Chocolate is one of my favorite things, and it is absolutely fascinating. It has many chemicals that comprise it, and many purposes. This series will contain some great facts on chocolate including baking aspects, health benefits, and more. Volume 1: Why is chocolate bad for dogs?
I think we can all agree on the fact that chocolate is bad for dogs. When I was a little girl, I can remember my dad always reiterating not to give our dogs any chocolate! It wasn’t until I was studying chocolate for my research project in college, that I understood why chocolate is really bad for dogs and how serious the repercussions of your dog ingesting it can be.
Although there are dozens of chemicals in chocolate, there are two main ones to focus on: caffeine and theobromine. The culprit for dogs is theobromine which is a methylxanthine. These words may be unknown and strange to hear, but basically dogs cannot break down methylxanthines, whereas, humans can break it down and excrete it efficiently.
This is the biggest reasons dogs can have a negative reaction to ingesting chocolate! I experienced this once in middle school with our border collies. My brother was eating a tootsie roll pop one day and he didn’t quite finish the chocolate part inside, and he dropped it on the ground. Our little 40 lb border collie ran over and start chewing on it, which we didn’t notice. Shortly after, she had a little seizure and was sick for a few hours. Of course, we called the vet and took her in immediately. She was okay, but it made me realize how dangerous chocolate is for our pets. That is why I am so paranoid about my English Bulldog (above) being around ANY type of chocolate!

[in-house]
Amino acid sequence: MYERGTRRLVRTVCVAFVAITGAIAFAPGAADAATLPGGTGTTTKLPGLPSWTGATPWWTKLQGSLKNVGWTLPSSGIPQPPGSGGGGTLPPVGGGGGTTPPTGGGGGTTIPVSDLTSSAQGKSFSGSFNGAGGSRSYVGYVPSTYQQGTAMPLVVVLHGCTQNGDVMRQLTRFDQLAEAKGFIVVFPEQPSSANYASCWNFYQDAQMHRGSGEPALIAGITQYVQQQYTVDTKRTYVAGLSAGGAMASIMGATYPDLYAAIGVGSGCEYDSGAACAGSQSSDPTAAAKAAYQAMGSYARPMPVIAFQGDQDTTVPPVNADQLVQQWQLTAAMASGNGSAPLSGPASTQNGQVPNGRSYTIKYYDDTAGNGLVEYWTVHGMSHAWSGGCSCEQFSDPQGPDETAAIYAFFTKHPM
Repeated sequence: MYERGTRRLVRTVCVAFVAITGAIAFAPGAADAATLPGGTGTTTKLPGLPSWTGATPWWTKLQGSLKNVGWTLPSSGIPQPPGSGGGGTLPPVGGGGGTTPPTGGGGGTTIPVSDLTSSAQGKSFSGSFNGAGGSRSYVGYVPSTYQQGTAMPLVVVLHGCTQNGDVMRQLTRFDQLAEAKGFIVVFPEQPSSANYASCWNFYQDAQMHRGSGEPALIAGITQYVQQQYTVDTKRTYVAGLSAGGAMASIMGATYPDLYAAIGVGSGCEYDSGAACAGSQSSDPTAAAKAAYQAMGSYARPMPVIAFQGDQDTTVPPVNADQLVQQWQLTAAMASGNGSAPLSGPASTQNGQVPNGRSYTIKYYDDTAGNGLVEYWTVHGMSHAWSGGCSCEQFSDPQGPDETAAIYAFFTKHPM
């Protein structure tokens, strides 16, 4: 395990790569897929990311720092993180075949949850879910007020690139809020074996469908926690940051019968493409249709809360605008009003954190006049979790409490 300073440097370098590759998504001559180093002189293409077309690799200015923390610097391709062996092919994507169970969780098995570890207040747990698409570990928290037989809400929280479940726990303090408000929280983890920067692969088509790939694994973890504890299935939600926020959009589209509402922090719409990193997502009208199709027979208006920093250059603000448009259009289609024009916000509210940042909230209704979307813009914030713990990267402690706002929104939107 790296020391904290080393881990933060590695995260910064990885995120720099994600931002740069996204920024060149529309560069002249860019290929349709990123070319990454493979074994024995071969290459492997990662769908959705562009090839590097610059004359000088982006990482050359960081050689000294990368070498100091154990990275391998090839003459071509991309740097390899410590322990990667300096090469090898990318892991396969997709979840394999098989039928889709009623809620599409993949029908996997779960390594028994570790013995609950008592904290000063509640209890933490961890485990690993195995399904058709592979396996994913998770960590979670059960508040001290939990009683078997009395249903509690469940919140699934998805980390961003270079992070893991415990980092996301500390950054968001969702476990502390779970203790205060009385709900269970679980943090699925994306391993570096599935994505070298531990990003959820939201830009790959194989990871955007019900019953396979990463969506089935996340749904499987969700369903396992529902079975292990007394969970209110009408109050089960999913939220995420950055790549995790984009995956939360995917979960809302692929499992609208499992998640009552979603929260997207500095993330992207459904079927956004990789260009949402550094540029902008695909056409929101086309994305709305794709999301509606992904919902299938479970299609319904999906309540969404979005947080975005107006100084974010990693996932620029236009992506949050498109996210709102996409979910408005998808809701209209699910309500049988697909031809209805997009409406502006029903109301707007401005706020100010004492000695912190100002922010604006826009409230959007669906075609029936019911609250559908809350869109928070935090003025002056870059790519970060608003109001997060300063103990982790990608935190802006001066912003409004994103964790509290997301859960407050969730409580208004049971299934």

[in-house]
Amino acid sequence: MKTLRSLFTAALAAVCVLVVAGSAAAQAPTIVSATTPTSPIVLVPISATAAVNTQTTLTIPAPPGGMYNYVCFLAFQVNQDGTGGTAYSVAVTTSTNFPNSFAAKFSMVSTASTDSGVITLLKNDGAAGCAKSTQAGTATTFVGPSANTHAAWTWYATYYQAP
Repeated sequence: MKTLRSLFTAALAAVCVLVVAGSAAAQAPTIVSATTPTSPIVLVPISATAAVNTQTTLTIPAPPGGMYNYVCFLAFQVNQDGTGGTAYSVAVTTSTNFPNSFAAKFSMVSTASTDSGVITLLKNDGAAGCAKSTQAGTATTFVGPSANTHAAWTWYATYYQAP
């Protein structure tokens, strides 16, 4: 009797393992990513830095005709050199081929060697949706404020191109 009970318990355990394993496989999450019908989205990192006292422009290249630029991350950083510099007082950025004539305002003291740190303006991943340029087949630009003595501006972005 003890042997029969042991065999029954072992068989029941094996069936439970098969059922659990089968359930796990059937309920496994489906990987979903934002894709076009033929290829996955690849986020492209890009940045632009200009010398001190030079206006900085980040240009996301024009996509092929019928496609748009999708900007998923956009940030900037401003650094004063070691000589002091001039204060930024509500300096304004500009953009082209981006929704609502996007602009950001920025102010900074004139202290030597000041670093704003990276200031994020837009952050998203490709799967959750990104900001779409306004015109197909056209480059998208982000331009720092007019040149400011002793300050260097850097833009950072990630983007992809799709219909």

Here are some easy tips to help you out if your dog has ingested chocolate or for future reference.
There are two key factors in how chocolate effects your dog:
1. Type of chocolate
2. Weight of your dog
Here is a quick reference in order from HIGHEST (most dangerous) amount of theobromine to LEAST amount:
- Dry cocoa powder (most raw form, most potent)
- Baker’s chocolate
- Semi sweet & dark chocolate (like in chocolate chip cookies above)
- Milk chocolate
- White chocolate (which basically has no theobromine)
The smaller your dog, the more likely they will be effected by chocolate. So, if you have a 10 lb dog that ingests some chocolate, they will be more susceptible to toxicity.
For a quick reference on dog weight, check out this great link: Chocolate Toxicity Table
As always, consult with your vet if your dog accidentally eats some chocolate…better safe than sorry!
**I am not a veterinary expert, but I am a chemical expert. I also own dogs so this is my personal and chemistry background. Always check with a vet if your dog has symptoms or if they may be in danger of toxicity.